(Photos courtesy of Mike George)
An earlier version of this post was first published June 4, 2018
As May turns to June the roses in Elizabeth Park are brimming with potential energy, their flower buds practically vibrating as bloom time nears. It’s also a time when the early bloomers have little competition for park visitors’ attention. This week we highlight one such early early bloomer. There’s some confusion over this rose’s name: The Combined Rose List mentions both a Rosa glauca (Dobson & Schneider, 2017, p. 216) and a Rosa rubrifolia (p. 218) as does the comprehensive online plant database helpmefind.com (along with common names “Hecht-Rose” and “Red Leaf Rose”).
Whatever it’s called, glauca is a unique rose at Elizabeth Park, located along a fence line in the southeast part of the main garden. This year it came into full bloom at the beginning of the last week of May, with understated mauve-pink blossoms evenly dotting its tree-like canopy. While other roses may produce more fragrant or abundant blooms, few can match glauca’s year-round features. Its ashy blue-green—or glaucous—leaves give the shrub its name and turn golden in autumn. Clusters of red hips linger into the winter. Its plum-colored branches grow strong and woody, almost like an apple tree. The Elizabeth Park specimen long ago surpassed the fence line with a crown rising to an impressive 8+ feet (even after light pruning in the winter).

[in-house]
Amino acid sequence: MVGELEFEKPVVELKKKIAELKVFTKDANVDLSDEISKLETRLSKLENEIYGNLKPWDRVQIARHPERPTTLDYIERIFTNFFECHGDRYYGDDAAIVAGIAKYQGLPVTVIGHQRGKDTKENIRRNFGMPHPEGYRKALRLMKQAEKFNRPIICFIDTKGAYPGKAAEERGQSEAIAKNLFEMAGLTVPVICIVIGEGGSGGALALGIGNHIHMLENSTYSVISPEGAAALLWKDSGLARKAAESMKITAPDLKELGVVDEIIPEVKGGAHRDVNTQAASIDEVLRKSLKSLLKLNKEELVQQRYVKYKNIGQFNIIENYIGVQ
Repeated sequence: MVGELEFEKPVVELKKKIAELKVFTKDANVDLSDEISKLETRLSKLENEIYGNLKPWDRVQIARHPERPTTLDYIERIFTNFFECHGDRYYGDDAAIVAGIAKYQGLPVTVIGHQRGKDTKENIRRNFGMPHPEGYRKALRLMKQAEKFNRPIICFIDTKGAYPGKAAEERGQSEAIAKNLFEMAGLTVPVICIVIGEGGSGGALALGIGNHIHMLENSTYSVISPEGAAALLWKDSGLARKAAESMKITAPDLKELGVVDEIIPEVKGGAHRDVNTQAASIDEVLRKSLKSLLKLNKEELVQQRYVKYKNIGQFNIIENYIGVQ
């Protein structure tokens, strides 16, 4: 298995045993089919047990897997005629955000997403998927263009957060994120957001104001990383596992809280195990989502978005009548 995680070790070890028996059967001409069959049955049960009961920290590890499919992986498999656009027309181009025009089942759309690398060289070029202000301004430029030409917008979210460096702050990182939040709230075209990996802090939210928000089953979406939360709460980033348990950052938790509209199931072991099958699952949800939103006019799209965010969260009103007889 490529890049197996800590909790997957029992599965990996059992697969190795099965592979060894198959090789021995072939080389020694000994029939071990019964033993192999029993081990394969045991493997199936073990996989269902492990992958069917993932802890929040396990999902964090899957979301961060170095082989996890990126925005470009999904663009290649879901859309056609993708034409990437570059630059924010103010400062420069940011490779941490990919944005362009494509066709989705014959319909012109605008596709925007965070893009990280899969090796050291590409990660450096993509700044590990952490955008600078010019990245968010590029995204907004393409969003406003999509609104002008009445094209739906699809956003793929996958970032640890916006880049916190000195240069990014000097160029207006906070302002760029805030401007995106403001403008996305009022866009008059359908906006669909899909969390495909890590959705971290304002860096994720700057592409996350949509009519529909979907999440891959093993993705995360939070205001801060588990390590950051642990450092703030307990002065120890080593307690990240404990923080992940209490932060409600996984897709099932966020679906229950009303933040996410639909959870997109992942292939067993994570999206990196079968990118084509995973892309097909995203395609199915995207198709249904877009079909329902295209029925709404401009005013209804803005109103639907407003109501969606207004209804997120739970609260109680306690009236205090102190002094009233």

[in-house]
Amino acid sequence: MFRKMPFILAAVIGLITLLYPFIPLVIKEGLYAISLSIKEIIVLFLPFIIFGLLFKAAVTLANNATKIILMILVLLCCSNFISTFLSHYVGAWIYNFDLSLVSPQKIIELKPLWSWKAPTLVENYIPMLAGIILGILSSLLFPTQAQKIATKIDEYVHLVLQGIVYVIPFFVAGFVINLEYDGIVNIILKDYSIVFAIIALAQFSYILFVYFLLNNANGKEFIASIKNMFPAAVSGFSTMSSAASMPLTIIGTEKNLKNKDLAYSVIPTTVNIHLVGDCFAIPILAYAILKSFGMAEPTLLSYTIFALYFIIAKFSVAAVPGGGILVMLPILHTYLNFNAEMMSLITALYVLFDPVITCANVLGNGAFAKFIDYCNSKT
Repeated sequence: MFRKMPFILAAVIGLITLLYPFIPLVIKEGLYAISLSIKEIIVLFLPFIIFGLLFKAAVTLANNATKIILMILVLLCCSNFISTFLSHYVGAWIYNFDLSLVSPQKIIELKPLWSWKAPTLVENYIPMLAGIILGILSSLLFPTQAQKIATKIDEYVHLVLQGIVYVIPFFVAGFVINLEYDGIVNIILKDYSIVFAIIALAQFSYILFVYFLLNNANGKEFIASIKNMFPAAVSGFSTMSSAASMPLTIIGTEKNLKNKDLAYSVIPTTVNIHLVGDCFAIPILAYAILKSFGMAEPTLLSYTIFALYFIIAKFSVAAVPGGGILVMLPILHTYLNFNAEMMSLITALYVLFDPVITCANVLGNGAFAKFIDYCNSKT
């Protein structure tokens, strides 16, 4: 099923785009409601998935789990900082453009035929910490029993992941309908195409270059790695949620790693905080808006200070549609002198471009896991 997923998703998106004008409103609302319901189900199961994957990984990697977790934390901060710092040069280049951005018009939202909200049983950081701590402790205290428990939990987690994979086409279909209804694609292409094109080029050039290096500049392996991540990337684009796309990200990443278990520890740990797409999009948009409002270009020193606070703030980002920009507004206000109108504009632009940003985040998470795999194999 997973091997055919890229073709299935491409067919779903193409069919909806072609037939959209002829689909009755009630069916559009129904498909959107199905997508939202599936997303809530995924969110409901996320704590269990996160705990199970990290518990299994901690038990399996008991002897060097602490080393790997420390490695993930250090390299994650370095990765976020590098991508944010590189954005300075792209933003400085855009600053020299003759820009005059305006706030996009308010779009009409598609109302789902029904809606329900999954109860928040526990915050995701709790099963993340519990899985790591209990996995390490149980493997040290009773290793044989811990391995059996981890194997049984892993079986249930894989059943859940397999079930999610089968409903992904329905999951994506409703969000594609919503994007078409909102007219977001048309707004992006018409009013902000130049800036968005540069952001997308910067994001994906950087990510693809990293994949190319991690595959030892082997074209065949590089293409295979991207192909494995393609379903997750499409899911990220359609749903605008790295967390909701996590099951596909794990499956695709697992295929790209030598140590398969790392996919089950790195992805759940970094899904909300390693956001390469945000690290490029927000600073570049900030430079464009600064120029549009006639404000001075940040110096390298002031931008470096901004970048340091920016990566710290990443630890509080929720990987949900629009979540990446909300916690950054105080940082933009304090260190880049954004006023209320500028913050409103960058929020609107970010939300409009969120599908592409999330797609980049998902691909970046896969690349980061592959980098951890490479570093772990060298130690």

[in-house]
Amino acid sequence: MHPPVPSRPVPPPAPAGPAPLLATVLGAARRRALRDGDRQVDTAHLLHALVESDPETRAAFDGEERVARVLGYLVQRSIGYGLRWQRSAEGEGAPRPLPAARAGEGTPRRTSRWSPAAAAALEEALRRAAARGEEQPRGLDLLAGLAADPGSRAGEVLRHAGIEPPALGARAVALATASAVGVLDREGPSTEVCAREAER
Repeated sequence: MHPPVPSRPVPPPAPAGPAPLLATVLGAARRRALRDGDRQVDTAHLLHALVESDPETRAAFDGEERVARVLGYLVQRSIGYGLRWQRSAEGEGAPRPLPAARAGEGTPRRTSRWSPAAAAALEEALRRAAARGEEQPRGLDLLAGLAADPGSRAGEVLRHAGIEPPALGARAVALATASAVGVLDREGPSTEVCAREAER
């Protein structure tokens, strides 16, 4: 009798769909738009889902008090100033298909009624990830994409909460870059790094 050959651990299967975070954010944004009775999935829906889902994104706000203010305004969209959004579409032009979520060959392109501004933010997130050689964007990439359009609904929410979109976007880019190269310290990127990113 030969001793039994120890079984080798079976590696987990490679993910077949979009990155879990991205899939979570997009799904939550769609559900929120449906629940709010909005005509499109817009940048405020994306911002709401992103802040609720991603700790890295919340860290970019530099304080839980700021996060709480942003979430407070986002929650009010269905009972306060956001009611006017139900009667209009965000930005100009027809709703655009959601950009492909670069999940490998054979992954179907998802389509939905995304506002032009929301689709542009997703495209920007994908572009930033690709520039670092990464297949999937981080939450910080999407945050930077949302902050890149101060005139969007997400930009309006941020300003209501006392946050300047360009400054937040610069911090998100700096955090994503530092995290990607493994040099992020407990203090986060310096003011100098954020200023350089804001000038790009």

Like last week’s rose, Father Hugo, glauca is a species rose, meaning the variety is unchanged from its original form in the wild. Glauca is native to Europe and thrives in mountainous regions (Phillips and Rix, 1993, p. 61) and in climates as frigid as Zone 2 (helpmefind.com). As the park’s hybrid teas struggle to recapture growth lost over winter, glauca’s elegant branches power on, upward and outward.
Dobson, B.R. & Schneider, P. (2017). Combined Rose List 2017. Mantua, OH: The International Rose Directory.
Phillips, R., & Rix, M. (1993). The Quest for the Rose. New York, NY: Random House.
Glauca Rose Description. HelpMeFind. Retrieved from http://www.helpmefind.com/rose/l.php?l=2.5323.3
[…] this year. Perhaps most tragically, I recently found a lone infected branch on the very same old glauca specimen I profiled earlier in this blog. Rather than dig that one up, I removed the affected limb and am currently practicing the waiting […]